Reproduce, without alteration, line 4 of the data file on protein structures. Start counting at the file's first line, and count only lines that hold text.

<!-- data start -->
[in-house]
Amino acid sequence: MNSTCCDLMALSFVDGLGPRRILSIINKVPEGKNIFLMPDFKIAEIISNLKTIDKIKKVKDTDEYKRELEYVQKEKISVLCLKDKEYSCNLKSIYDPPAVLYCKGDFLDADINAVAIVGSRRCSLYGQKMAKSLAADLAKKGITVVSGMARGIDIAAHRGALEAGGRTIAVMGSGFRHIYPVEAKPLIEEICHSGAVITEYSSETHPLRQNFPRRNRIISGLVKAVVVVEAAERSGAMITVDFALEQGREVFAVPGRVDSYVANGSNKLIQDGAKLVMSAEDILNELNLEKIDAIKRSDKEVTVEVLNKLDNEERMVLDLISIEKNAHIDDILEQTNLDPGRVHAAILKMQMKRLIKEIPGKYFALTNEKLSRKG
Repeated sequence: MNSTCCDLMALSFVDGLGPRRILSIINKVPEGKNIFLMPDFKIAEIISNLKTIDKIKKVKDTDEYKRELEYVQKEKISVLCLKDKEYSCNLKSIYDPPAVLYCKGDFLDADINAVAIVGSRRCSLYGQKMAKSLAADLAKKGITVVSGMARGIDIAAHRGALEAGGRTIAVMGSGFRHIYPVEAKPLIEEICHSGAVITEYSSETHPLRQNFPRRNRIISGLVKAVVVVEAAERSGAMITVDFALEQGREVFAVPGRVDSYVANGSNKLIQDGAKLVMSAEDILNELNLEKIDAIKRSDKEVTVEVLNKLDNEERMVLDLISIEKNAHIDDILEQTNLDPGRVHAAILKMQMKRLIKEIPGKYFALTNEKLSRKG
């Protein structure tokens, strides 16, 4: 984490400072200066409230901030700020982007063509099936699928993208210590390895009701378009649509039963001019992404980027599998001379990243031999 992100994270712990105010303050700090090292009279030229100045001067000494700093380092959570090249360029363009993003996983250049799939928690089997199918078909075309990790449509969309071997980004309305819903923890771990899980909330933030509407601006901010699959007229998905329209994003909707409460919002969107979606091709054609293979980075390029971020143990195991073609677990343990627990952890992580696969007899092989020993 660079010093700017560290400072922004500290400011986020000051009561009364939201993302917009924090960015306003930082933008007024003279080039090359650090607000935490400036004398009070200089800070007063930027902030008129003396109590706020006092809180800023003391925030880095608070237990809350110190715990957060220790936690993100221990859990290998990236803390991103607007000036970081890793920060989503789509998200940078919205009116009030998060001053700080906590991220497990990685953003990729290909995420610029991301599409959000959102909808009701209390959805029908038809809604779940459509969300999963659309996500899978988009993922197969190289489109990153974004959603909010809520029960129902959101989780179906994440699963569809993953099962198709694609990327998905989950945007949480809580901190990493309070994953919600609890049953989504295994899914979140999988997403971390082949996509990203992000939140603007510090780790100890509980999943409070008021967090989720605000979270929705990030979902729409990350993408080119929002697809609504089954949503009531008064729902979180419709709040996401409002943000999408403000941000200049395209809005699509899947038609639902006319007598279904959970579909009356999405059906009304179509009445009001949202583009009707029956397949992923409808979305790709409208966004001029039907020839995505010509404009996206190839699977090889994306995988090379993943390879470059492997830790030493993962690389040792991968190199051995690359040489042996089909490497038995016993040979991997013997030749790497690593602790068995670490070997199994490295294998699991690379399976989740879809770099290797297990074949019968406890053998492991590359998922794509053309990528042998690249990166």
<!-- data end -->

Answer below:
């Protein structure tokens, strides 16, 4: 984490400072200066409230901030700020982007063509099936699928993208210590390895009701378009649509039963001019992404980027599998001379990243031999 992100994270712990105010303050700090090292009279030229100045001067000494700093380092959570090249360029363009993003996983250049799939928690089997199918078909075309990790449509969309071997980004309305819903923890771990899980909330933030509407601006901010699959007229998905329209994003909707409460919002969107979606091709054609293979980075390029971020143990195991073609677990343990627990952890992580696969007899092989020993 660079010093700017560290400072922004500290400011986020000051009561009364939201993302917009924090960015306003930082933008007024003279080039090359650090607000935490400036004398009070200089800070007063930027902030008129003396109590706020006092809180800023003391925030880095608070237990809350110190715990957060220790936690993100221990859990290998990236803390991103607007000036970081890793920060989503789509998200940078919205009116009030998060001053700080906590991220497990990685953003990729290909995420610029991301599409959000959102909808009701209390959805029908038809809604779940459509969300999963659309996500899978988009993922197969190289489109990153974004959603909010809520029960129902959101989780179906994440699963569809993953099962198709694609990327998905989950945007949480809580901190990493309070994953919600609890049953989504295994899914979140999988997403971390082949996509990203992000939140603007510090780790100890509980999943409070008021967090989720605000979270929705990030979902729409990350993408080119929002697809609504089954949503009531008064729902979180419709709040996401409002943000999408403000941000200049395209809005699509899947038609639902006319007598279904959970579909009356999405059906009304179509009445009001949202583009009707029956397949992923409808979305790709409208966004001029039907020839995505010509404009996206190839699977090889994306995988090379993943390879470059492997830790030493993962690389040792991968190199051995690359040489042996089909490497038995016993040979991997013997030749790497690593602790068995670490070997199994490295294998699991690379399976989740879809770099290797297990074949019968406890053998492991590359998922794509053309990528042998690249990166």